Materials Science Research Lecture
Visualizing Materials Functionality at the Atomic Scale
Webinar ID: 957 0877 2987
Novel characterization techniques developed over the past two decades have revolutionized our ability to visualize the microscopic, atomic-scale processes that determine the functional properties of materials and devices. The overarching challenge is that the relevant time-scales and length-scales for these processes are typically short and small such that our view is often blurred out in time or in space. In this talk I will discuss two recent experiments along these lines: Part I will focus on the dynamics of hybrid perovskite materials, investigating the atomic and nanoscale processes that occur following absorption of photon. I will show how both femtosecond x-ray and electron scattering can be used to track the dynamics of polaron formation and associated transient elastic strain fields. I will also describe new experiments probing a class of hybrid perovskite nanocrystals where we show that light strongly modulates the local symmetry of these materials via tuning of octahedral distortions. In the second part of this talk I will describe experiments coupling in-situ transport and structural probes in the prototypical Mott insulator vanadium dioxide and new insight into the voltage-triggered insulator-to-metal transition. Synchronized time-resolved measurements of atomic motions and electronic transport in operating VO2 switches show that an isostructural phase forms transiently on microsecond time-scales. Our results represent the first direct observation of an electrically-driven transient metastable phase in a solid-state device.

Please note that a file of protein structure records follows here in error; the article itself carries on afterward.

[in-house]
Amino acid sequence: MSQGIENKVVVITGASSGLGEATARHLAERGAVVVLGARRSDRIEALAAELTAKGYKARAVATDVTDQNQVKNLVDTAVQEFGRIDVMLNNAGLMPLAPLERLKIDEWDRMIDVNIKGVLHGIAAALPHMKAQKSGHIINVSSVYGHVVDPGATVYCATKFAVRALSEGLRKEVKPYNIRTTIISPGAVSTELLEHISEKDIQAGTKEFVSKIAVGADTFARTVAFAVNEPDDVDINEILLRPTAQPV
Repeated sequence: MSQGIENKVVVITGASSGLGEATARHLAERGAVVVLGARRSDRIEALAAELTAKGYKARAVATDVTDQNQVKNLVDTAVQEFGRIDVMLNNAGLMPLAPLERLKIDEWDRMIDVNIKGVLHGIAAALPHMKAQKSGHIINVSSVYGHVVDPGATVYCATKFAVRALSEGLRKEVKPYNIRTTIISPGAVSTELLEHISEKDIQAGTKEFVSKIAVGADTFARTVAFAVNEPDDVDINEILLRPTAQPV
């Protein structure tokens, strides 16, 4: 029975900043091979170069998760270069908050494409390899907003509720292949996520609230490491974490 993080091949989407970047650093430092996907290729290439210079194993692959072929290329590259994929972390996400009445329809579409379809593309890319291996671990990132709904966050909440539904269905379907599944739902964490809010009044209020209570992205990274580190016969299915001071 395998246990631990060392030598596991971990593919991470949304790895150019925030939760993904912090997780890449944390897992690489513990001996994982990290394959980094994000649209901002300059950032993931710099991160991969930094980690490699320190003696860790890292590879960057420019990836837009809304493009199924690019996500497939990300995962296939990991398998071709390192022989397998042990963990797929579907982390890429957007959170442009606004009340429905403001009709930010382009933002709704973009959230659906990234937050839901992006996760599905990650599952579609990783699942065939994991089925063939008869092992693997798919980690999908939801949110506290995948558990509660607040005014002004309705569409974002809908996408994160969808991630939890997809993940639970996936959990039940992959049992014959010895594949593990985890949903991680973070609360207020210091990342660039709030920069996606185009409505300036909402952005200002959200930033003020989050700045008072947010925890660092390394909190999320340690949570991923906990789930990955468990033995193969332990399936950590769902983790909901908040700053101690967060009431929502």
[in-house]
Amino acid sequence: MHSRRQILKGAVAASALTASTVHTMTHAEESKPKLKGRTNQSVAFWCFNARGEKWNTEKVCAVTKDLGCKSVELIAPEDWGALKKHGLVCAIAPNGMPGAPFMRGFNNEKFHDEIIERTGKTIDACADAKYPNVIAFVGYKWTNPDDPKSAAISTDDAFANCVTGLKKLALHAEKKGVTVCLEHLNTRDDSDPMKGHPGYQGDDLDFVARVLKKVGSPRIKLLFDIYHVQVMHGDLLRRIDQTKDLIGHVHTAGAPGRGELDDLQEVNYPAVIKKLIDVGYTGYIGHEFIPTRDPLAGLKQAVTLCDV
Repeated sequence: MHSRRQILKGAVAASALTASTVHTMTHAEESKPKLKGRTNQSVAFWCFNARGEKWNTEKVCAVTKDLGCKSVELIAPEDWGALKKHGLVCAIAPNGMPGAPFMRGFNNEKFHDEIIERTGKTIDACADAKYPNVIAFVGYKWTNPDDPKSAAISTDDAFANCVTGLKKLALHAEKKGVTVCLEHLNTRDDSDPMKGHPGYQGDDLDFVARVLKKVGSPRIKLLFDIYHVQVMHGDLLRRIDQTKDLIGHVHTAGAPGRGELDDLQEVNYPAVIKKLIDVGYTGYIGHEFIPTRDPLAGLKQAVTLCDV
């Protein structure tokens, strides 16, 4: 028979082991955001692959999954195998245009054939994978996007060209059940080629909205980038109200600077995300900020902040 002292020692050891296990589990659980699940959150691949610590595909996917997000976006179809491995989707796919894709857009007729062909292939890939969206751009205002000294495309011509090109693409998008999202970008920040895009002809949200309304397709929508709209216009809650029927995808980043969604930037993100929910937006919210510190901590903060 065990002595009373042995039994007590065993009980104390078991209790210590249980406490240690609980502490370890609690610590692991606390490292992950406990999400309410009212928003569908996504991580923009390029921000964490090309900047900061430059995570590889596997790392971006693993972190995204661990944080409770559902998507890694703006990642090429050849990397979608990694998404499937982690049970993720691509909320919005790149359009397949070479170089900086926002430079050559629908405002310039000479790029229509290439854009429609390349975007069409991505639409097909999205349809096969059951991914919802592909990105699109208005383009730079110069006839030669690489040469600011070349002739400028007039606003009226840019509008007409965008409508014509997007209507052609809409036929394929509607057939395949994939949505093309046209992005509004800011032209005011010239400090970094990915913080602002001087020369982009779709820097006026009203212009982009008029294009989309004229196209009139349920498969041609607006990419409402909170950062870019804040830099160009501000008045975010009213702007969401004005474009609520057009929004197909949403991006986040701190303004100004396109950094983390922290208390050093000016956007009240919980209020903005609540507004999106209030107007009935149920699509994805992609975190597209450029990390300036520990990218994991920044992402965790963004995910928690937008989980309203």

More about the Speaker:
Aaron M. Lindenberg is an Associate Professor at Stanford University with joint appointments in the Department of Materials Science and Engineering and the Department of Photon Science. He received his B.A. from Columbia University in 1996 and his Ph.D. in Physics from the University of California, Berkeley in 2001. He was a Faculty Fellow at Berkeley from 2001-2003 and then b a staff scientist at the SLAC National Accelerator Laboratory from 2003-2007. He is a winner of the DARPA Young Faculty Award, the Department of Energy Outstanding Mentor Award, the Alfred Moritz Michaelis Prize, and was named a Terman Fellow and a Chambers Faculty Scholar at Stanford and an I.I. Rabi Scholar at Columbia.
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